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Appl Physiol Nutr Metab. 2016 May;41(5):565-72. doi: 10.1139/apnm-2015-0550. Epub 2016 Feb 9.

Protein "requirements" beyond the RDA: implications for optimizing health.

Author information

1
a Department of Kinesiology, Exercise Metabolism Research Group - Protein Metabolism Research Lab, McMaster University, 1280 Main Street W., Hamilton, ON L8S 4K1, Canada.
2
b Department of Medicine, McGill University, Hamilton, ON L8S 4K1, Canada.
3
c School of Dietetics and Human Nutrition, McGill University, McGill University Health Centre-Research Institute, Crabtree Nutrition Laboratories, 1001, boul. Décarie, E02.7226 Montréal, QC H4A 3J1, Canada.
4
d Department of Nutrition and Exercise Physiology, School of Medicine, University of Missouri, Columbia, MO 65203, USA.

Abstract

Substantial evidence supports the increased consumption of high-quality protein to achieve optimal health outcomes. A growing body of research indicates that protein intakes well above the current Recommended Dietary Allowance help to promote healthy aging, appetite regulation, weight management, and goals aligned with athletic performance. Higher protein intakes may help prevent age-related sarcopenia, the loss of muscle mass, and strength that predisposes older adults to frailty, disability, and loss of autonomy. Higher protein diets also improve satiety and lead to greater reductions in body weight and fat mass compared with standard protein diets, and may therefore serve as a successful strategy to help prevent and/or treat obesity. Athletes can also benefit from higher protein intakes to maximize athletic performance given the critical role protein plays in stimulating muscle protein remodelling after exercise. Protein quality, per meal dose, and timing of ingestion are also important considerations. Despite persistent beliefs to the contrary, we can find no evidence-based link between higher protein diets and renal disease or adverse bone health. This brief synopsis highlights recent learnings based on presentations at the 2015 Canadian Nutrition Society conference, Advances in Protein Nutrition across the Lifespan. Current evidence indicates intakes in the range of at least 1.2 to 1.6 g/(kg·day) of high-quality protein is a more ideal target for achieving optimal health outcomes in adults.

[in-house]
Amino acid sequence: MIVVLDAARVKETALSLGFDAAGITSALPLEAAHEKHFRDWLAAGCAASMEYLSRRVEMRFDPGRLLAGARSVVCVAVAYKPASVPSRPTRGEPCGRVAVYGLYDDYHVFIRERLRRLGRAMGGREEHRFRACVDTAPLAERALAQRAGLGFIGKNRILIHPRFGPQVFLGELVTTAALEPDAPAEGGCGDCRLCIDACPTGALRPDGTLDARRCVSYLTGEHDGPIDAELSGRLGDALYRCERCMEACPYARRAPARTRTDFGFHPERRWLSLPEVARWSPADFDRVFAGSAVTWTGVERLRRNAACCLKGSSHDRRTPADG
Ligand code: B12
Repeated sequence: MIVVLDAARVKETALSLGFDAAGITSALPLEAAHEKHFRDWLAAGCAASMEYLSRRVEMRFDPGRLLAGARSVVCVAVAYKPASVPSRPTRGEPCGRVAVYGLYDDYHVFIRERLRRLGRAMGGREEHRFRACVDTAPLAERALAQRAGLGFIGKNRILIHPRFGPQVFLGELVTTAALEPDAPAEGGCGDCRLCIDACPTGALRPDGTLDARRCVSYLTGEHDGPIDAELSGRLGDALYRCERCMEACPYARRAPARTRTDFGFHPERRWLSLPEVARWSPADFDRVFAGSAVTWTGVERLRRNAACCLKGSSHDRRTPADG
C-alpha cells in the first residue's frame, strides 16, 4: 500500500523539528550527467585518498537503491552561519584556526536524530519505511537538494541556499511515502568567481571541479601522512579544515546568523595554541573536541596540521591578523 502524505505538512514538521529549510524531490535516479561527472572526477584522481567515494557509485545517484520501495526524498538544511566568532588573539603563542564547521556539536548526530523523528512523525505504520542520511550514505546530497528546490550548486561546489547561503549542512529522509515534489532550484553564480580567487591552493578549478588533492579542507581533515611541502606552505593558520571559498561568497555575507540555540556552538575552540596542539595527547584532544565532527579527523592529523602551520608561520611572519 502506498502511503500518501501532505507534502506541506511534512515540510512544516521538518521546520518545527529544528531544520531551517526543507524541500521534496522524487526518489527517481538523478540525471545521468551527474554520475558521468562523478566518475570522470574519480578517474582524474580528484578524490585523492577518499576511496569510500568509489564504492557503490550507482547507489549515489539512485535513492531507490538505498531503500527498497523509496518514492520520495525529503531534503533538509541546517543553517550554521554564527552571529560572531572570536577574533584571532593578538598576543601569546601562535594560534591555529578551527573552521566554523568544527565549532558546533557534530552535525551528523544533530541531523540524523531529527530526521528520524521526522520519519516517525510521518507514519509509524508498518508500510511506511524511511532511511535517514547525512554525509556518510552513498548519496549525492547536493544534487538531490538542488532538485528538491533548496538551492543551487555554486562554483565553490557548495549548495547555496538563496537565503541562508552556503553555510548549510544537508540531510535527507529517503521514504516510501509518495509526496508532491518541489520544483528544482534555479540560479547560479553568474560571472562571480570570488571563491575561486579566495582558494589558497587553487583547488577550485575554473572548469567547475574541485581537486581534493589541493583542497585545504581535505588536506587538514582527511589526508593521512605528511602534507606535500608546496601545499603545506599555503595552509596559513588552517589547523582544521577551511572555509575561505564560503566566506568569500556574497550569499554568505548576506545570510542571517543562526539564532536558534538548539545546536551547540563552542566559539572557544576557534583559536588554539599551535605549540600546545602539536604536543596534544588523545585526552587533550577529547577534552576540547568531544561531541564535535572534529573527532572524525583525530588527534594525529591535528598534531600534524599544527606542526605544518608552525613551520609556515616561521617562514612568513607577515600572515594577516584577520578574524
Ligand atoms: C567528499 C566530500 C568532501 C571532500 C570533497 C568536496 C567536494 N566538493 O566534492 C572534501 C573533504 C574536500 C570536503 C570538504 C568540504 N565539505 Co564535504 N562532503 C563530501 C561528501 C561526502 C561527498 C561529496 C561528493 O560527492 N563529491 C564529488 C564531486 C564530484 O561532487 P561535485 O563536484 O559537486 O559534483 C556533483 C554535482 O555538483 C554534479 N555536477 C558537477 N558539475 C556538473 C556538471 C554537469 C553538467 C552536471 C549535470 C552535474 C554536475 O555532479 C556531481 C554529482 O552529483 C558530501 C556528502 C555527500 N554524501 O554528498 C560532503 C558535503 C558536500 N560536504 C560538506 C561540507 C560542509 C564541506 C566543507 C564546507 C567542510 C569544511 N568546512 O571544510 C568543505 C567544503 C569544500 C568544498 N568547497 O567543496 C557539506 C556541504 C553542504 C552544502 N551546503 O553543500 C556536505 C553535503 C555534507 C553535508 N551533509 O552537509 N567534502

KEYWORDS:

athletes; athlètes; contrôle du poids; elderly; exercice physique; exercise; muscle; obesity; obésité; personnes âgées; protein; protein quality; protein recommendations; protéines; protéines de qualité; rations protéiques recommandées; sarcopenia; sarcopénie; satiety; satiété; weight management

PMID:
26960445
DOI:
10.1139/apnm-2015-0550
[Indexed for MEDLINE]
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